It has been a varied week in the FE sector, with three providers receiving ‘good’ grades from Ofsted while three others were told they require improvement.
The education watchdog also published four monitoring visits, where two providers were found making ‘significant progress’.
Good news came in for the Open University and the University of Sheffield, who both received a grade two.
This was the first inspection the Open University has received, where it was praised for quickly developing apprentices’ clinical skills and knowledge that meet the high standards of employers.
Apprentices, of which there were nearly 165 on level 5 healthcare assistant practitioner and nursing associate courses, “benefit from a wide range of good support provided by university staff”.
This “helps them to overcome barriers to learning”.
The University of Sheffield improved from grade three to grade two after “successfully” creating an inclusive culture of high expectations throughout its apprenticeship provision.
Ofsted said most apprentices acquire valuable knowledge and skills that meet and sometimes exceed the needs of their employers.
Access Skills Ltd, a private provider which trains nearly 500 apprentices and work placed adults, was rated ‘good’ in its first ever inspection.
“Leaders have a clear strategy to train effective leaders and managers of care settings,” Ofsted found.
“They have developed highly effective partnerships with employers to achieve this aim.”
Two providers, Blackrock (London) Ltd and employer provider UK Power Networks (Operations) Ltd, received early monitoring visits, where they were found to have made ‘reasonable progress’ and ‘significant progress’ respectively.
At the time of the visit, Blackrock had six learners on programme of the 15 that started in 2017. Earlier this year, the provider told the Education and Skills Funding Agency that it will no longer continue as a levy-funded apprenticeship provider. The final six learners will complete their end-point assessments next month.
Ofsted found it had developed a programme that prepares apprentices “effectively”.
UK Power Networks was foudn making ‘significant progress’ across the board as its senior leaders provide “effective oversight” of the apprenticeship programme and “place a high priority on off-the-job training, which is of a very good standard”.
The employer currently has 69 apprentices. Inspectors said senior leaders and managers “ensure that the apprenticeship programme is central to their strategy to recruit and retain staff to meet the needs of the business now and in the future”.
Meanwhile, Ofsted said that Chichester College, which has a grade one rating and has since the last inspection gone through a merger with Central Sussex College, has made “significant progress in strengthening the leadership and management of the merged college”.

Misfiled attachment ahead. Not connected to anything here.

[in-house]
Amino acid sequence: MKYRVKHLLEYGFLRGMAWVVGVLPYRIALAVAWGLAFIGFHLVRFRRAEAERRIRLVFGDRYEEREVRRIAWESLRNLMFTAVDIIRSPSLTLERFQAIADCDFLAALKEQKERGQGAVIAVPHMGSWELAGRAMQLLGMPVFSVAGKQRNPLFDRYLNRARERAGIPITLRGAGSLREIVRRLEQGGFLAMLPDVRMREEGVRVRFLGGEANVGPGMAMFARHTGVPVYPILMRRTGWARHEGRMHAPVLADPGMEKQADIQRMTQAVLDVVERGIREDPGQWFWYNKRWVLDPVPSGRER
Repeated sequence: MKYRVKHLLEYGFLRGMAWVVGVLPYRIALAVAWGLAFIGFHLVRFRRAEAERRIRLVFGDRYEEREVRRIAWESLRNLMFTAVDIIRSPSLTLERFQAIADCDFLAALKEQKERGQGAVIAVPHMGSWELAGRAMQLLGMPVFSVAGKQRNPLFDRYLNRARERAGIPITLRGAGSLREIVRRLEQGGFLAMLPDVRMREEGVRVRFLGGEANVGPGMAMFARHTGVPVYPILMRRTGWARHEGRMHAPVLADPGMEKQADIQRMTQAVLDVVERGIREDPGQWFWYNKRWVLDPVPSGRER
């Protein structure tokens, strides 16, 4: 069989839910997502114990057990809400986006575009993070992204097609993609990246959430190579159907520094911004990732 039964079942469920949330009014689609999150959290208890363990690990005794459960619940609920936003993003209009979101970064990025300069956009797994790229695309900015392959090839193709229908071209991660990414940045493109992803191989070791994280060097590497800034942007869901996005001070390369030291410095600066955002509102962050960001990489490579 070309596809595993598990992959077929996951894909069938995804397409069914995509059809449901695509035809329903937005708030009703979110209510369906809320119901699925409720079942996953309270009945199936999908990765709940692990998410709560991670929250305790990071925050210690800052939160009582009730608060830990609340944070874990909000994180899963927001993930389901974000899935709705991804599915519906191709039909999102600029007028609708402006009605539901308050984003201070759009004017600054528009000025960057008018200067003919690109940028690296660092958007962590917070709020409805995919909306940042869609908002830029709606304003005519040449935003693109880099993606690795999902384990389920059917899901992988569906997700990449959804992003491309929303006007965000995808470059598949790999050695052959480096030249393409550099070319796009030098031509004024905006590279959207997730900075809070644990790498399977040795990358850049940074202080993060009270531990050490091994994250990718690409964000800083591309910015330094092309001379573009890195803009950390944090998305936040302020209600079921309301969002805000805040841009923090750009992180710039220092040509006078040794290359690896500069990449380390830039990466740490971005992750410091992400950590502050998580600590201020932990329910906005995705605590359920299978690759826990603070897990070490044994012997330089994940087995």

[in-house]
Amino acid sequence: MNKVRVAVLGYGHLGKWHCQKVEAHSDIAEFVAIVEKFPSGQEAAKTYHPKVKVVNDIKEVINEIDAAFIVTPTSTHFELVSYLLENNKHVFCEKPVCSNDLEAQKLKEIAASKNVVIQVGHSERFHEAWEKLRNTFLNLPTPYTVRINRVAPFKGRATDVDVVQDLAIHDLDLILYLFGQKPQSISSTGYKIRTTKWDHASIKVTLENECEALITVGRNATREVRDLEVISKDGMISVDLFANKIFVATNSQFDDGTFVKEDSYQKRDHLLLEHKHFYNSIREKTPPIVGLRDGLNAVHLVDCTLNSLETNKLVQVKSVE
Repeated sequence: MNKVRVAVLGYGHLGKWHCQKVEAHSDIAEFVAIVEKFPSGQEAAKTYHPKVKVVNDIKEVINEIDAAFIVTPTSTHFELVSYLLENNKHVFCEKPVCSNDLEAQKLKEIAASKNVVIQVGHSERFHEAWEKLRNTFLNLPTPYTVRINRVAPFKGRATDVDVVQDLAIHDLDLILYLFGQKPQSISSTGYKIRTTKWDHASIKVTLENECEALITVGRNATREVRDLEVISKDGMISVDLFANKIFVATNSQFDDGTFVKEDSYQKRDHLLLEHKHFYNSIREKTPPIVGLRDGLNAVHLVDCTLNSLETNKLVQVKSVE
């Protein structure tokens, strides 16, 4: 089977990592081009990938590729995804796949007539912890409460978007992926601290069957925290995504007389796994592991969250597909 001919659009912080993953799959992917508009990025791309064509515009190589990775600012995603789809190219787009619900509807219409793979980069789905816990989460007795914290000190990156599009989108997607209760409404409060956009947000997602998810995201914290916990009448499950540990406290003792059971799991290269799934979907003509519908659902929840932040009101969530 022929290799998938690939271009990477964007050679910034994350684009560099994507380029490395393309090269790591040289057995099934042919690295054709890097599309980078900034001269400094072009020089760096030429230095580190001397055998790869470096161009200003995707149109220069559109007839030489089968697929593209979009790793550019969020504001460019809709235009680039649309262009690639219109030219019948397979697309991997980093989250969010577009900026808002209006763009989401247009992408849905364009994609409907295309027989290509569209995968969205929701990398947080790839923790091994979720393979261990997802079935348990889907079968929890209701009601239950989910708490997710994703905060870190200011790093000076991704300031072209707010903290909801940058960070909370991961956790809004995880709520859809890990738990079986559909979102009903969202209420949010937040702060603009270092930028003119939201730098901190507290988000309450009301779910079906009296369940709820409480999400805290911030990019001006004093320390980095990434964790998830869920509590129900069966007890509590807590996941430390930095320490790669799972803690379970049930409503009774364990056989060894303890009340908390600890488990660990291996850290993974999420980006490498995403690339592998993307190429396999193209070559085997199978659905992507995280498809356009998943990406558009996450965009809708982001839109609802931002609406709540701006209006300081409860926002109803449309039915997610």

In the first monitoring visit since the merger took place in 2017, inspectors visited the group’s Crawley College campus.
They found the ethos of the college has changed to “putting students at the heart of everything done and to placing greater importance on the quality of teaching, learning and assessment”, and student achievement has improved has a result.
“Leaders and managers have improved the monitoring and tracking of student participation, progress, attendance and retention,” Ofsted said.
South Staffordshire College has made ‘reasonable progress’ since last year’s inspection, when regulators said at the time the overall effectiveness of its provision required improvement.
Since then, governors have increased their level of scrutiny and challenge of the actions being taken by leaders to support college-wide improvement, while the senior management team implemented a “suitably challenging” quality improvement plan. However, some of the actions taken by governors have been “too slow”.
Two private providers, Aspect Training Ltd and Quality Transport Training, were rated ‘requires improvement’ this week in their first inspections.
And Springboard Sunderland Trust, an adult and community learning provider, saw its rating decline from a grade two to a grade three.
Inspectors found leaders and managers have been “slow to react to he decline in the proportion of learners on study programmes who complete their courses and achieve their qualifications”.
They were also accused of not monitoring the progress of leaners on study programmes and the quality of the provision thoroughly enough.
|GFE Colleges||Inspected||Published||Grade||Previous grade|
|South Staffordshire College||06/03/2019||27/03/2019||M||3||RRR|
|Independent Learning Providers||Inspected||Published||Grade||Previous grade|
|Aspect Training Ltd||11/02/2019||25/03/2019||3||N/A|
|Access Skills Ltd||26/02/2019||25/03/2019||2||N/A|
|Quality Transport Training||05/03/2019||28/03/2019||3||N/A|
|BlackRock (London) Limited||26/02/2019||26/03/2019||M||N/A||RRR|
|Adult and Community Learning||Inspected||Published||Grade||Previous grade|
|Employer providers||Inspected||Published||Grade||Previous grade|
|UK Power Networks (Operations) Limited||15/02/2019||28/03/2019||M||N/A||SSS|
|Other (including UTCs)||Inspected||Published||Grade||Previous grade|
|University of Sheffield||12/02/2019||26/03/2019||2||3|